Migraine is more than just a bad headache. It is a neurological disease that has subtypes that may present with a variety of symptoms beyond head pain. There are several types of migraine that have different characteristics.
8 Types of Migraine
1. Migraine without Aura (Common Migraine)
Migraine without aura is also called common migraine. Symptoms include pulsing or throbbing pain on one side of the head. Sensitivity to light (photophobia), sensitivity to sound (phonophobia), nausea, and vomiting are also symptoms of this type of migraine. Pain may worsen during physical activity. Symptoms typically last between 4 and 72 hours. If the attack lasts beyond 72 hours, it is referred to as status migrainosus.
2. Migraine with Aura (Classic Migraine)
Migraine with aura is a type of migraine that includes symptoms like sensory and visual changes. These visual changes are referred to as an “aura” and can include seeing spots, zigzags, or flashes of light. Other symptoms may include difficulty speaking clearly or tingling and numbness on one side of the body. These symptoms can last anywhere from 10 to 60 minutes. Often these symptoms are a signal that a severe headache is about to occur.
3. Silent Migraine
A silent migraine may also be called an Acephalgic Migraine. This type of migraine does not include head pain as a symptom. Instead, people experience an aura, visual disturbances, dizziness, nausea, or other migraine symptoms. Silent migraine often affects people who get other types of migraine as well and it can be brought on by the same triggers.
4. Hemiplegic Migraine
This type of migraine has symptoms similar to a stroke. People who have hemiplegic migraine experience weakness on one side of the body, loss of sensation, and/or a sensation described as “pins and needles” on one side of the body. Someone having a hemiplegic migraine may also experience visual aura symptoms but no head pain. These episodes can for just a few hours or for several days.
5. Retinal Migraine
A retinal migraine is a type of migraine that causes visual disturbances in one eye before the headache phase of the migraine attack. Visual symptoms may include temporary blindness, seeing twinkling lights (scintillations), or having areas of decreased or lost vision (scotoma). The headache phase of the migraine begins within 60 minutes of the visual symptoms. According to the American Migraine Foundation, retinal migraine is most common in women during their childbearing years.
6. Menstrual Migraine
If an individual has severe headaches accompanied by other symptoms of migraine that occur between 2 days before their period and in the first 3 days of flow, they may be menstrual migraines. Menstrual migraine is triggered by the drop in estrogen levels that occur just before a menstrual period. True menstrual migraine headaches only occur before the menstrual flow, but many women who are migraine suffers may experience headaches both around their menses at at other times. Your neurologist may be able to adjust your therapy based on your pattern.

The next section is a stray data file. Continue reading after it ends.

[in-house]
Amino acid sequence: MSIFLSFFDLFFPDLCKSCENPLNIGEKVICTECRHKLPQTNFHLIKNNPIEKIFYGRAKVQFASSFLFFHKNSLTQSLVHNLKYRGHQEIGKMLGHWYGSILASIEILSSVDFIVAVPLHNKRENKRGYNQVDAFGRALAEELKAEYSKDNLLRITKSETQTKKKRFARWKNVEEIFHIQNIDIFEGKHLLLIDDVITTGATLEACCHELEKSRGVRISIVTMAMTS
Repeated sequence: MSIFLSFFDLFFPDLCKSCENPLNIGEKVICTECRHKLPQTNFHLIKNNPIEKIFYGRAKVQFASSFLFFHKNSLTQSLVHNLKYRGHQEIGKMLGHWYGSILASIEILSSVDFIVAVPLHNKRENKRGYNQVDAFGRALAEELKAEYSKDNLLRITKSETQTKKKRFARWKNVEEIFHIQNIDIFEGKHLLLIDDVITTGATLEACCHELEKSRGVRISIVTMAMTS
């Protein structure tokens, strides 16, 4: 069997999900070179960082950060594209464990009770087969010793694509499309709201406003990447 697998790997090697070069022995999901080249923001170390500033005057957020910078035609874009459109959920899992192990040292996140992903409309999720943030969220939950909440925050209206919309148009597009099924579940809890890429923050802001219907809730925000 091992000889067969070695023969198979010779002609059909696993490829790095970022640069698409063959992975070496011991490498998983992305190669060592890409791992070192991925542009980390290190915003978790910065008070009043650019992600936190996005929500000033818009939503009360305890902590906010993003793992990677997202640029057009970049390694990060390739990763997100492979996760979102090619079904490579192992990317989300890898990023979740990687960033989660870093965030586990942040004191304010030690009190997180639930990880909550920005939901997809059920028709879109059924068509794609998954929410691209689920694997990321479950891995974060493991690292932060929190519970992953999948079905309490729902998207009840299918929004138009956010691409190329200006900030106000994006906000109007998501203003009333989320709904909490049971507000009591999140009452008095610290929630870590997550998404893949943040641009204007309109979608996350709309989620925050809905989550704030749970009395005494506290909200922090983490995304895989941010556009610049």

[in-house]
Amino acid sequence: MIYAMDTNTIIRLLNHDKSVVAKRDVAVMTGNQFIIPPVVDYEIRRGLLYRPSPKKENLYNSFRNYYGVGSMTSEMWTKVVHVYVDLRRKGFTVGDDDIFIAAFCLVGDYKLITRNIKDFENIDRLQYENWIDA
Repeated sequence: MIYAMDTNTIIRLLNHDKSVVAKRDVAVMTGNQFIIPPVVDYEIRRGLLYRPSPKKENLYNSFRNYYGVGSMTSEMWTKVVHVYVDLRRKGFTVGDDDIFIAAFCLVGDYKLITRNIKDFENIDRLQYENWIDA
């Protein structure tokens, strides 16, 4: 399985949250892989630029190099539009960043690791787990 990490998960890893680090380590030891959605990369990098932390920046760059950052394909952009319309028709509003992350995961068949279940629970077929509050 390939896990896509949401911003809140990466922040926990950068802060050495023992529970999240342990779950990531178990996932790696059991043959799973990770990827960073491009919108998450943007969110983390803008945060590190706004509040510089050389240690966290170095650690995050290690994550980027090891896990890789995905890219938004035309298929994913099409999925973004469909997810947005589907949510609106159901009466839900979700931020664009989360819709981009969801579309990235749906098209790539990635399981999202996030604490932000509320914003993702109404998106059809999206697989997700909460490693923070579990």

7. Abdominal Migraine
Abdominal migraine is typically seen in children between the ages of 5 and 9 but can occur in adults as well. Children who experience abdominal migraine may experience other types of migraine as adults. Abdominal migraine typically consists of abdominal pain, nausea, and vomiting as primary symptoms. The pain can be moderate to severe and is usually located in the middle of the abdomen and is often described as a dull or “sore” type of pain. Attacks can last between 2 and 72 hours.
8. Chronic Migraine
According to the International Headache Society, chronic migraine is defined as a headache occurring on 15 or more days per month for more than three months. And on at least 8 days per month, the headache must have the features of migraine headache. This tends to be the most debilitating form of migraine and one of the most disabling afflicting humanity. Many people who have this type of headache, forget about the daily headaches that they experience, and only “count” the severe migrainous headaches, and don’t realize that they have chronic migraine. Fortunately, although this condition is quite debilitating, it is also quite treatable, and there are even specific therapies that are developed just for chronic migraine. If you think that you have chronic migraine, it is important to see your neurologist.
Regional Neurological Associates is happy to report we are reopening to see patients in-office for conditions like migraine. Patients can now make same-day appointments and expect to be treated with the best care and attention. Our current office hours are: Monday – Friday from 9 am – 4 pm. If you have questions or concerns about your neurological health, call us at (718) 515-4347 to make an appointment.
While we are pleased to be seeing patients in the office again, we ask that anyone experiencing symptoms like fever, cough, or shortness of breath reschedule your appointment or schedule a telemedicine appointment. Please contact our office to change your in-person visit to a Telehealth visit (718) 515-4347.